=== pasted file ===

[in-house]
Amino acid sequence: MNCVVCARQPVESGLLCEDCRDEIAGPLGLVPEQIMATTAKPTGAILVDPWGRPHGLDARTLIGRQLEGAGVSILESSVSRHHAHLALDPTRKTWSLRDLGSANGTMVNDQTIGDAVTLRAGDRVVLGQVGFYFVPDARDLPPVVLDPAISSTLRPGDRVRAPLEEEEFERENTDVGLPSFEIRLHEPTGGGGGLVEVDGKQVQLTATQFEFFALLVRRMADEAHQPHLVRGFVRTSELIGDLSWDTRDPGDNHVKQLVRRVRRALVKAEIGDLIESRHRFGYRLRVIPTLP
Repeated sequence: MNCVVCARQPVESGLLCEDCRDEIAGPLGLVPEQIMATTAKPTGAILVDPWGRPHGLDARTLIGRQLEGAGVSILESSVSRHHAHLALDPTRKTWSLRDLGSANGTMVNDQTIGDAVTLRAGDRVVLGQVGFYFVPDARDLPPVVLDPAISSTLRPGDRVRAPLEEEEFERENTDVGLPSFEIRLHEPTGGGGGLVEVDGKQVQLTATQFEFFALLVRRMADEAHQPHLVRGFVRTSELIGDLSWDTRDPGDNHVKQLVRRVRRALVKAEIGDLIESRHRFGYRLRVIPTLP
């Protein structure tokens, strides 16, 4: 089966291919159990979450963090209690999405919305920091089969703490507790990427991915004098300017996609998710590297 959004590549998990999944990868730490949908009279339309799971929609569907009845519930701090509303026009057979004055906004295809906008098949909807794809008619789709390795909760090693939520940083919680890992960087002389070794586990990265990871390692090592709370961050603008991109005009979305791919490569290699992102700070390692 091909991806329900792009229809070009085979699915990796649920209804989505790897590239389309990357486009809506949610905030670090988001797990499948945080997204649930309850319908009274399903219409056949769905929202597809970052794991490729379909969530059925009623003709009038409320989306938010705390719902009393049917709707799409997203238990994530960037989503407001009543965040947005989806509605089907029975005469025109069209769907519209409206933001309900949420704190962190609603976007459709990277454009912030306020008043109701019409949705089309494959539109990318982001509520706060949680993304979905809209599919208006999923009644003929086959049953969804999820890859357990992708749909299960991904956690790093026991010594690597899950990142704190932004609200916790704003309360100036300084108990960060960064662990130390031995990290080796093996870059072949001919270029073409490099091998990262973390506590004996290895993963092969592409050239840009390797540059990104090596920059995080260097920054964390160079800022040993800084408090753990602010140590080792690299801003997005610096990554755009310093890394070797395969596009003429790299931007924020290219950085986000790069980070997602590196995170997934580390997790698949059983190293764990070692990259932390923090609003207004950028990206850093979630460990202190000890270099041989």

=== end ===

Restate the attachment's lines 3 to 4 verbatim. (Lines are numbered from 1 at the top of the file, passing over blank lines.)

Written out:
Repeated sequence: MNCVVCARQPVESGLLCEDCRDEIAGPLGLVPEQIMATTAKPTGAILVDPWGRPHGLDARTLIGRQLEGAGVSILESSVSRHHAHLALDPTRKTWSLRDLGSANGTMVNDQTIGDAVTLRAGDRVVLGQVGFYFVPDARDLPPVVLDPAISSTLRPGDRVRAPLEEEEFERENTDVGLPSFEIRLHEPTGGGGGLVEVDGKQVQLTATQFEFFALLVRRMADEAHQPHLVRGFVRTSELIGDLSWDTRDPGDNHVKQLVRRVRRALVKAEIGDLIESRHRFGYRLRVIPTLP
């Protein structure tokens, strides 16, 4: 089966291919159990979450963090209690999405919305920091089969703490507790990427991915004098300017996609998710590297 959004590549998990999944990868730490949908009279339309799971929609569907009845519930701090509303026009057979004055906004295809906008098949909807794809008619789709390795909760090693939520940083919680890992960087002389070794586990990265990871390692090592709370961050603008991109005009979305791919490569290699992102700070390692 091909991806329900792009229809070009085979699915990796649920209804989505790897590239389309990357486009809506949610905030670090988001797990499948945080997204649930309850319908009274399903219409056949769905929202597809970052794991490729379909969530059925009623003709009038409320989306938010705390719902009393049917709707799409997203238990994530960037989503407001009543965040947005989806509605089907029975005469025109069209769907519209409206933001309900949420704190962190609603976007459709990277454009912030306020008043109701019409949705089309494959539109990318982001509520706060949680993304979905809209599919208006999923009644003929086959049953969804999820890859357990992708749909299960991904956690790093026991010594690597899950990142704190932004609200916790704003309360100036300084108990960060960064662990130390031995990290080796093996870059072949001919270029073409490099091998990262973390506590004996290895993963092969592409050239840009390797540059990104090596920059995080260097920054964390160079800022040993800084408090753990602010140590080792690299801003997005610096990554755009310093890394070797395969596009003429790299931007924020290219950085986000790069980070997602590196995170997934580390997790698949059983190293764990070692990259932390923090609003207004950028990206850093979630460990202190000890270099041989």